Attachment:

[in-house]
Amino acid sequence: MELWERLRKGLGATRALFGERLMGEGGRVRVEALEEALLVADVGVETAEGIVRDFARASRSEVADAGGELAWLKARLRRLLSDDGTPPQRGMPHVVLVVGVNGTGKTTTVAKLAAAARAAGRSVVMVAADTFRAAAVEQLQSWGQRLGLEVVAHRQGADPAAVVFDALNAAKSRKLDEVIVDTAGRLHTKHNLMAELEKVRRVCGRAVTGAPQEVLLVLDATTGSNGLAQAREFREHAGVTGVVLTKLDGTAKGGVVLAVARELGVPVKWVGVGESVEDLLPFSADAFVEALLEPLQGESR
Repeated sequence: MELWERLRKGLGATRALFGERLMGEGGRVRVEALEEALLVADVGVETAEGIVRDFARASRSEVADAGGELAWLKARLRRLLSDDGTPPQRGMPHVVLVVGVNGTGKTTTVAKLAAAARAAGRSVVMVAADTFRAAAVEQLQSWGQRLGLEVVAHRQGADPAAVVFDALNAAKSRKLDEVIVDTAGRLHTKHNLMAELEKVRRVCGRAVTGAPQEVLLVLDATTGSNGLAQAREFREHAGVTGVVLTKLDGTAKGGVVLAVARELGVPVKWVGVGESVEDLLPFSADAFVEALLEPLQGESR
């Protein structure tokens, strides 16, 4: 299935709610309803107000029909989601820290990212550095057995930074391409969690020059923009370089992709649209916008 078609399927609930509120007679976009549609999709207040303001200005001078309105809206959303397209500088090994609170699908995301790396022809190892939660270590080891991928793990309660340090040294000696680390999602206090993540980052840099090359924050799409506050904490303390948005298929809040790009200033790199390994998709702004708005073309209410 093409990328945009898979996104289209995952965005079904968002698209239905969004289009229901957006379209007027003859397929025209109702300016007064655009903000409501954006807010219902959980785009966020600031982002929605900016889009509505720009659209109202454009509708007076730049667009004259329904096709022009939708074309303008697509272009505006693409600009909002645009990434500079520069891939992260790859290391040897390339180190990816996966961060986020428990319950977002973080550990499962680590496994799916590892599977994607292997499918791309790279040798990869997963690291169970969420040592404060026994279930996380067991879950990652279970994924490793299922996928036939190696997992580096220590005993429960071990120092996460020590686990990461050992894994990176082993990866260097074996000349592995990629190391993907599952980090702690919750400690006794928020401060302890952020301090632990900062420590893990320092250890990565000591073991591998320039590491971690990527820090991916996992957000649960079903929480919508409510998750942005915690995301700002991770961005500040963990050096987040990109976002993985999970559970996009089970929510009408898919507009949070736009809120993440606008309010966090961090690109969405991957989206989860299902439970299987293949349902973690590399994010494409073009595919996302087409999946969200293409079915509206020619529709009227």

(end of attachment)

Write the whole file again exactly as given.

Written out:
[in-house]
Amino acid sequence: MELWERLRKGLGATRALFGERLMGEGGRVRVEALEEALLVADVGVETAEGIVRDFARASRSEVADAGGELAWLKARLRRLLSDDGTPPQRGMPHVVLVVGVNGTGKTTTVAKLAAAARAAGRSVVMVAADTFRAAAVEQLQSWGQRLGLEVVAHRQGADPAAVVFDALNAAKSRKLDEVIVDTAGRLHTKHNLMAELEKVRRVCGRAVTGAPQEVLLVLDATTGSNGLAQAREFREHAGVTGVVLTKLDGTAKGGVVLAVARELGVPVKWVGVGESVEDLLPFSADAFVEALLEPLQGESR
Repeated sequence: MELWERLRKGLGATRALFGERLMGEGGRVRVEALEEALLVADVGVETAEGIVRDFARASRSEVADAGGELAWLKARLRRLLSDDGTPPQRGMPHVVLVVGVNGTGKTTTVAKLAAAARAAGRSVVMVAADTFRAAAVEQLQSWGQRLGLEVVAHRQGADPAAVVFDALNAAKSRKLDEVIVDTAGRLHTKHNLMAELEKVRRVCGRAVTGAPQEVLLVLDATTGSNGLAQAREFREHAGVTGVVLTKLDGTAKGGVVLAVARELGVPVKWVGVGESVEDLLPFSADAFVEALLEPLQGESR
């Protein structure tokens, strides 16, 4: 299935709610309803107000029909989601820290990212550095057995930074391409969690020059923009370089992709649209916008 078609399927609930509120007679976009549609999709207040303001200005001078309105809206959303397209500088090994609170699908995301790396022809190892939660270590080891991928793990309660340090040294000696680390999602206090993540980052840099090359924050799409506050904490303390948005298929809040790009200033790199390994998709702004708005073309209410 093409990328945009898979996104289209995952965005079904968002698209239905969004289009229901957006379209007027003859397929025209109702300016007064655009903000409501954006807010219902959980785009966020600031982002929605900016889009509505720009659209109202454009509708007076730049667009004259329904096709022009939708074309303008697509272009505006693409600009909002645009990434500079520069891939992260790859290391040897390339180190990816996966961060986020428990319950977002973080550990499962680590496994799916590892599977994607292997499918791309790279040798990869997963690291169970969420040592404060026994279930996380067991879950990652279970994924490793299922996928036939190696997992580096220590005993429960071990120092996460020590686990990461050992894994990176082993990866260097074996000349592995990629190391993907599952980090702690919750400690006794928020401060302890952020301090632990900062420590893990320092250890990565000591073991591998320039590491971690990527820090991916996992957000649960079903929480919508409510998750942005915690995301700002991770961005500040963990050096987040990109976002993985999970559970996009089970929510009408898919507009949070736009809120993440606008309010966090961090690109969405991957989206989860299902439970299987293949349902973690590399994010494409073009595919996302087409999946969200293409079915509206020619529709009227």